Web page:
The very existence of this film was an awesome reveal, but as it turns out it was an unnecessary addition. I had a lukewarm reaction to Split but always considered Unbreakable one of the most underrated films in the genre. Glass disregards all subtlety and character development for two plus hours of characters spouting expositional dialogue. I get that Shyamalan is trying to deconstruct the genre, but he already achieved that much more successfully with Unbreakable. There's a fine line…
It's the most original Spiderman adaptation to date, and arguably the most faithful to the heart of the character. Better writing than I was expecting with complex, well developed characters. But where it truly shines is with its groundbreaking animation of the 2d/3d hybrid visual style; playful and creative angles with often stunning results.
“Dostoyevsky wanted to portray a genuinely good man. It may seem ironic, choosing a young idiot as his hero. But in this world, goodness and idiocy are often equated. This story tells of the destruction of a pure soul by a faithless world.”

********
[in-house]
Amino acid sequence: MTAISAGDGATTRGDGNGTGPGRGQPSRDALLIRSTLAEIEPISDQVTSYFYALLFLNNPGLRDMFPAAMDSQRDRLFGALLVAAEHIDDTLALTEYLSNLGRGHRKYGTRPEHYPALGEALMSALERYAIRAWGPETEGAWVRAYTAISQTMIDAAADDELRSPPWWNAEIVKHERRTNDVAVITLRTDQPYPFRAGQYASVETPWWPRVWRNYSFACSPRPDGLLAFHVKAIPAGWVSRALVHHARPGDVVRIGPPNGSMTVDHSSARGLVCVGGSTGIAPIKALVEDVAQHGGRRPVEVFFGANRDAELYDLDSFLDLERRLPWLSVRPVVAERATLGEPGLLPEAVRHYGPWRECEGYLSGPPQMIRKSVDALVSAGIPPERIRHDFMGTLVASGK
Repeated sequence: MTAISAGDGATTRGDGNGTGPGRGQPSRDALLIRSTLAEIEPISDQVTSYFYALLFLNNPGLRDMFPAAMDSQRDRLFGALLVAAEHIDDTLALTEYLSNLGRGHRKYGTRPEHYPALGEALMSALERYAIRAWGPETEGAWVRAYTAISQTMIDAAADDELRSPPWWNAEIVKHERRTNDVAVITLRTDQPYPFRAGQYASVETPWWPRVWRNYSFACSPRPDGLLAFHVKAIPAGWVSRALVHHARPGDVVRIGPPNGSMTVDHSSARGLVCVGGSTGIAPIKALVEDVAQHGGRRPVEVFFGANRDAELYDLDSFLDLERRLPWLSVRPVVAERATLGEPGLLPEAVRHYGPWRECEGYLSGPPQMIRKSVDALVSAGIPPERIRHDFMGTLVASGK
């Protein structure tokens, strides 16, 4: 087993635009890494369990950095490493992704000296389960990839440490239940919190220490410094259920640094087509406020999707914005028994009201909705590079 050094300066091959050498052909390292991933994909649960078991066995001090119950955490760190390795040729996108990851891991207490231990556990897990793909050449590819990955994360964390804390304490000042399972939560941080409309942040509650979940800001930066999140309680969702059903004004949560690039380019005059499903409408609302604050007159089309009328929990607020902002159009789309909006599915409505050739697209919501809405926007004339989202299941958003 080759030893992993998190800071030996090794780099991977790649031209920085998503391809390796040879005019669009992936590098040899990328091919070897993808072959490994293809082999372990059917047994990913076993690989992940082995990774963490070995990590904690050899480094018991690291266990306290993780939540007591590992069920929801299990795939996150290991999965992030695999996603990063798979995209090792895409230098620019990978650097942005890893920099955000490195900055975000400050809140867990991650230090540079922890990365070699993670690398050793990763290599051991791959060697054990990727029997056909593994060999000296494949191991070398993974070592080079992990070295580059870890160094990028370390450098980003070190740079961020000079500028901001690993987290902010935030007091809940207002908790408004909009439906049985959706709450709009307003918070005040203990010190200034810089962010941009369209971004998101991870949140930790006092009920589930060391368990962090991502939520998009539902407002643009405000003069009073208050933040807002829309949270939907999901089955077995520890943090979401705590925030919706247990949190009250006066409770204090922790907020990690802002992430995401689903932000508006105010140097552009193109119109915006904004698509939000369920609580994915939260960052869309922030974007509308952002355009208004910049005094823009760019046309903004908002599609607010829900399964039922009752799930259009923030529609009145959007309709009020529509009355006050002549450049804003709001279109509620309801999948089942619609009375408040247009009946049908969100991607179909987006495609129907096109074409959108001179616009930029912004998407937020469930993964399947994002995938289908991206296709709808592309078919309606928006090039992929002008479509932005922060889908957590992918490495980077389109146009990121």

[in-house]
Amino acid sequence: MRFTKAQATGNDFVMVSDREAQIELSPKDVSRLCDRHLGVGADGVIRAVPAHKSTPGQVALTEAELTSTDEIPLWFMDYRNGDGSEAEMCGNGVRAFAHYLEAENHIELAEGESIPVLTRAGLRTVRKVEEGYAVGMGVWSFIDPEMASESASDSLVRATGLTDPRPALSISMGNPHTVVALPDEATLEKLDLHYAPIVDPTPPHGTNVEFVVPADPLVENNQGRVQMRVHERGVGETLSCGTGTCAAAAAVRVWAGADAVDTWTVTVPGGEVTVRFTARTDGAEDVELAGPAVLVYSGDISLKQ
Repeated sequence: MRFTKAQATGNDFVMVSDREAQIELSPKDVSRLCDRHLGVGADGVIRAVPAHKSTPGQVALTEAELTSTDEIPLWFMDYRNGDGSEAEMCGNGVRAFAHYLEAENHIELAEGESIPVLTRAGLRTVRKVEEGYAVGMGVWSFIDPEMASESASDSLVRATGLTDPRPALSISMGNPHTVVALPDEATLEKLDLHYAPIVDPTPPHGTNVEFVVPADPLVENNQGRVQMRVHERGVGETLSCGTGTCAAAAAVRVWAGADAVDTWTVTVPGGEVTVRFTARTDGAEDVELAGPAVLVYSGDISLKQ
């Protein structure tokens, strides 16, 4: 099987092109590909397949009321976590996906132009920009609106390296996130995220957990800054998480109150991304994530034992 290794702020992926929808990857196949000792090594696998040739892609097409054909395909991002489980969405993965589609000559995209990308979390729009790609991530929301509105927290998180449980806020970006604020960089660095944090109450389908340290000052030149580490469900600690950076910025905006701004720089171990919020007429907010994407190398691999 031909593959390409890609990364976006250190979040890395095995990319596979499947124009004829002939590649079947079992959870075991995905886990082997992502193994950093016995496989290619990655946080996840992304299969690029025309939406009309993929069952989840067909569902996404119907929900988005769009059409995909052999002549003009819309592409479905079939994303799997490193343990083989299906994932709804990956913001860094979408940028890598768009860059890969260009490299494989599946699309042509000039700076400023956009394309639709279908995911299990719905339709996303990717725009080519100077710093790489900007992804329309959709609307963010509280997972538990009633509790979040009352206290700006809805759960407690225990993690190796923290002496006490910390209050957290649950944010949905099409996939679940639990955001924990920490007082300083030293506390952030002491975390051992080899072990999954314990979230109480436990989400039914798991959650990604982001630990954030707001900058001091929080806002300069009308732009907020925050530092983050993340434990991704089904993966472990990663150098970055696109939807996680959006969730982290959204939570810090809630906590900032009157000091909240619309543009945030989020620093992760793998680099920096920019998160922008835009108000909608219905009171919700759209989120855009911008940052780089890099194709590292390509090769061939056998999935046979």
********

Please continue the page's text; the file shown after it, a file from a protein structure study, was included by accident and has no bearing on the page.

Ah, Kurosawa. Happy birthday buddy. His humanist philosophy is evident through most of his films, but nowhere moreso than in his adaptation of Dostoyevsky's The Idiot. This plays a lot like a religious film, with Kameda, its…
A funny thing happened midway through The Place Beyond the Pines, it became another film; a film which in turn begot another film, both holding visual similarities to the original yet not as fully realized. Without spoiling too much, these three stories are connected by characters and setting but its scope is epic enough to encompass different generations and shift focus between economic backgrounds. The one narrative thread that unites all three of them is the theme of fatherhood.